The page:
The project is required to achieve early power of at least 200MW by no later than 31 December 2013. At least 400MW is to come online by 15 February 2014 and 600MW by 31 March 2014. The facility is expected to enter full commercial operation by 31 May 2015.

While the PTB has pressed ahead with the scheme and swiftly awarded preferred bidder status to the lowest bidder, the tender has not been without controversy. Two bidding groups were disqualified from the tender.

The commercial prices submitted by Japan’s Mitsui, Kuwait’s Kharafi Group and Kuwait’s Ahmadiah were not read out at the bid opening due to non-compliance with the terms of the tender.

“In the opening session, the Mitsui group was not compliant with the financial [requirements of the request for proposals (RFP)],” says Adel al-Roumi, director general of the PTB. “There were two items that were clearly identified in the RFP and were required in hard copy for the bid opening ceremony. They needed two numbers – the AEP and the share price … These numbers were not submitted in the opening session.”

Another bid, which was submitted by Saudi Arabia’s Acwa Power, Kuwait’s GIC and South Korea’s Samsung C&T, was also disqualified.

“In the end, it came down to the final submissions. In the opinion of the tendering committee and our technical adviser, it was not compliant with the RFP,” says Al-Roumi.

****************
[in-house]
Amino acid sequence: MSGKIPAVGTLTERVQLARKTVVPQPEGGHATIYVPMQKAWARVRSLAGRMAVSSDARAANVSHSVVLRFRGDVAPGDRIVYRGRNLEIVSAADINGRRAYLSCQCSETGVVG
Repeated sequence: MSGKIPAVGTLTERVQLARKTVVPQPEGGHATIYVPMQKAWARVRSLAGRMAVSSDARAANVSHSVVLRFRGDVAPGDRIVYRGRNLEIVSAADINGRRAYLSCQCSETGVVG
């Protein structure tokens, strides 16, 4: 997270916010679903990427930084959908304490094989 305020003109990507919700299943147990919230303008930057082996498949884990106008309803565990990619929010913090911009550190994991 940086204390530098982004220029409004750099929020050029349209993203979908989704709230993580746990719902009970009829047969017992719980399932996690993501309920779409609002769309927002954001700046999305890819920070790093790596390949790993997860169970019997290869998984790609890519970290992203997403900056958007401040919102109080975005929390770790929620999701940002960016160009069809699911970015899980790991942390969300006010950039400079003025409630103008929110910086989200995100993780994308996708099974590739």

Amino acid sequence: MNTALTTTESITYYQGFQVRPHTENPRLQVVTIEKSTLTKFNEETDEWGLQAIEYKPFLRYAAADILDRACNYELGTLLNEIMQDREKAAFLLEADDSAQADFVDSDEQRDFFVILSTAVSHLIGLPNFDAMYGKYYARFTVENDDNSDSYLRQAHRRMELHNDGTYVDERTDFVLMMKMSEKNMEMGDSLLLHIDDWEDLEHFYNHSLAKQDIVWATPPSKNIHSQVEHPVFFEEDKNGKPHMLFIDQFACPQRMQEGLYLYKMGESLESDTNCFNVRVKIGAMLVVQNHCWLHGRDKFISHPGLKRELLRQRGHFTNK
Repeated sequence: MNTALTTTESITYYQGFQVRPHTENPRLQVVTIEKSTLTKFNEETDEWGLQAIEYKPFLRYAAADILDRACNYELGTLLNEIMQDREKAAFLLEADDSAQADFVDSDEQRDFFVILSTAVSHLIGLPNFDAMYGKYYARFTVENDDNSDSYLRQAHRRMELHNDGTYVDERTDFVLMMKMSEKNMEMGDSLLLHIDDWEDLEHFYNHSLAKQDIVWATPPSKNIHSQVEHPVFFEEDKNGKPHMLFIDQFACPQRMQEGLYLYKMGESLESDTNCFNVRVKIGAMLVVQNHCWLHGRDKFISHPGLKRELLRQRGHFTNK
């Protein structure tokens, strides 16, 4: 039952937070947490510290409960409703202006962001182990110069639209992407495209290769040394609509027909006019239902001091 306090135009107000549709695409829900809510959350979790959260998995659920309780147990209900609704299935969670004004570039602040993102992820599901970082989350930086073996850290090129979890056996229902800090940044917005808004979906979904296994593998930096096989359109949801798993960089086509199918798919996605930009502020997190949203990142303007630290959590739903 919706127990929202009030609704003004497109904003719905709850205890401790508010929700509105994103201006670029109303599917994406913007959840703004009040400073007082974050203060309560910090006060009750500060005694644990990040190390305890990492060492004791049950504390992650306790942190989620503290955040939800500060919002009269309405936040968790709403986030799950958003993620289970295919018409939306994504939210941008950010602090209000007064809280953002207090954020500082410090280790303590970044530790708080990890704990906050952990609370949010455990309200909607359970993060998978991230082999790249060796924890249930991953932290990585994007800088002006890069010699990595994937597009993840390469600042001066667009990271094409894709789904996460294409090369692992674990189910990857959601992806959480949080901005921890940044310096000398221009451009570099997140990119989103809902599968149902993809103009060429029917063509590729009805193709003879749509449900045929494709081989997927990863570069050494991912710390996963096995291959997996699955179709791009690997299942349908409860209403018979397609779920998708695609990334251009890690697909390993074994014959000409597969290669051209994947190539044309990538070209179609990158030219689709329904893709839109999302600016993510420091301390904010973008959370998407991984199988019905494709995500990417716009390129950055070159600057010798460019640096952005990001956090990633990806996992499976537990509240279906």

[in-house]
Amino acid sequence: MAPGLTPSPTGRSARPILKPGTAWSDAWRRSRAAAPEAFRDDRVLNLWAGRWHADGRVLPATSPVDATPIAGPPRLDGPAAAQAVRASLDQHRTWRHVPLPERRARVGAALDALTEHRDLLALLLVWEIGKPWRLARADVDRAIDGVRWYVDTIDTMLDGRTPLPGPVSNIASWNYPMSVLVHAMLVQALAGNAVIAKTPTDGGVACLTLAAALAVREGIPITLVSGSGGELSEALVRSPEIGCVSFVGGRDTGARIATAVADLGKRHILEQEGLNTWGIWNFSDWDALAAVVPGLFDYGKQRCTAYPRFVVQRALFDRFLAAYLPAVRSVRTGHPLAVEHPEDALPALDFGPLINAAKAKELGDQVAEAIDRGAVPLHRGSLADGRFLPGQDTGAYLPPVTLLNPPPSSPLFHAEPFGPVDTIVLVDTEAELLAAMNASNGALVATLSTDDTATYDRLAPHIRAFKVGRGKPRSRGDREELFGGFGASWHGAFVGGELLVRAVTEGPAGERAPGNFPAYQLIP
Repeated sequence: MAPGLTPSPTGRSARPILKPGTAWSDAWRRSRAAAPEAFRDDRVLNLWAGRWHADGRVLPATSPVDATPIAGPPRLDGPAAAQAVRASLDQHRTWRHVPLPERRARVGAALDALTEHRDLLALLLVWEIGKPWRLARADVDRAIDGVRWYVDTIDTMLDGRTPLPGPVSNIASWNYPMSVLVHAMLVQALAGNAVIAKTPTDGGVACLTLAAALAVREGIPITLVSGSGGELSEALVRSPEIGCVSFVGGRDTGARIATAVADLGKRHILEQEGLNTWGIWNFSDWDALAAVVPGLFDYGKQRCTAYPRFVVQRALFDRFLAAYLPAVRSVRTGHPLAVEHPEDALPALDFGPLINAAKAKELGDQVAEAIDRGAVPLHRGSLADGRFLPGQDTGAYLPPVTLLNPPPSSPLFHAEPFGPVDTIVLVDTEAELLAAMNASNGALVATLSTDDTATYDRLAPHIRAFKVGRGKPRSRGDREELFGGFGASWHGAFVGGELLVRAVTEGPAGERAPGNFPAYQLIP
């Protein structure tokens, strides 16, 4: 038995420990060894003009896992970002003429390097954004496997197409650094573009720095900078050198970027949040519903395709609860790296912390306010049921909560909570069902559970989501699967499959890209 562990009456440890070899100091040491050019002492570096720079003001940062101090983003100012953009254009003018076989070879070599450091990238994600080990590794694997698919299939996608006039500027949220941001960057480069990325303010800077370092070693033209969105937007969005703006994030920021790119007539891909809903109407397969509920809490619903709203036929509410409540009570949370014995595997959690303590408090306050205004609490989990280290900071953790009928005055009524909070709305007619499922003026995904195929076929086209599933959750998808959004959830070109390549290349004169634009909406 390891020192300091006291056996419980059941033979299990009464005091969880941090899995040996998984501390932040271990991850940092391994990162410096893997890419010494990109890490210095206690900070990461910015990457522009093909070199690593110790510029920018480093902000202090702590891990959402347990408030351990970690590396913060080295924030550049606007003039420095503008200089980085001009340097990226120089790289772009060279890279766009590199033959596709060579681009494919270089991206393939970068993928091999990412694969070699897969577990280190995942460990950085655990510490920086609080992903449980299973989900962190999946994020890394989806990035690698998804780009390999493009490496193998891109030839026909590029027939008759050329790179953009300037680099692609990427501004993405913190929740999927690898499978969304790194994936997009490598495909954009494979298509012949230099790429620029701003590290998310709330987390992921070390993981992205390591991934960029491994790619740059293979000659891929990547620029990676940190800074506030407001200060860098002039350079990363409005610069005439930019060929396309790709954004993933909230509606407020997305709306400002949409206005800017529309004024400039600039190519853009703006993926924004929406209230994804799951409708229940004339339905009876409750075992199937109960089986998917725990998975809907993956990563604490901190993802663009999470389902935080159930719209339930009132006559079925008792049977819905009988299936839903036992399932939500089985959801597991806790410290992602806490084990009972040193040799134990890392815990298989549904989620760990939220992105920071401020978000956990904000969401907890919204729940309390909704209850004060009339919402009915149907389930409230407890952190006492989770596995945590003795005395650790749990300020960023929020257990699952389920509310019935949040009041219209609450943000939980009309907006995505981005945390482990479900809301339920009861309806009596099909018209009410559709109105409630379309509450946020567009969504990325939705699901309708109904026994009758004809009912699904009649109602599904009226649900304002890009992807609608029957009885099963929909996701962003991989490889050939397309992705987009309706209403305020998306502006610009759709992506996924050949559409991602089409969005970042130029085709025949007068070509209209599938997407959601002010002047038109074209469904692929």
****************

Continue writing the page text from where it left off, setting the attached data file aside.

Both groups that were disqualified have complained. Acwa Power says the firm has not received an official response detailing the reasons for the disqualification. But the PTB’s actions show the rigour it is applying to its first  test project.

According to Al-Roumi, the decisions were taken with future IWPPs in mind. “It is really important to apply the RFP to these projects,” he says. “It is very price sensitive. If you become lenient … it will affect the prices. So we wanted to be fair and transparent to all.”

In many ways, the first project was expected to prove the most difficult. “Now it becomes an easier process for us. It becomes off-the-shelf,” says Al-Roumi.

Power generating programme

Kuwait is planning a slew of IWPPs to follow the first phase of the Al-Zour North project. The government has adopted the IWPP model for all future power and water schemes above 500MW and is already planning four more projects at the Al-Zour North site.

PTB power projects
Project namePower capacity (MW)Water capacity (million g/d)Status
Al-Zour North 11,500102-107Preferred bidder selected
Al-Zour North 21,500102-107Planned
Al-Zour North 380050Planned
Al-Zour North 41,000 Planned
Al-Zour North 5 25Planned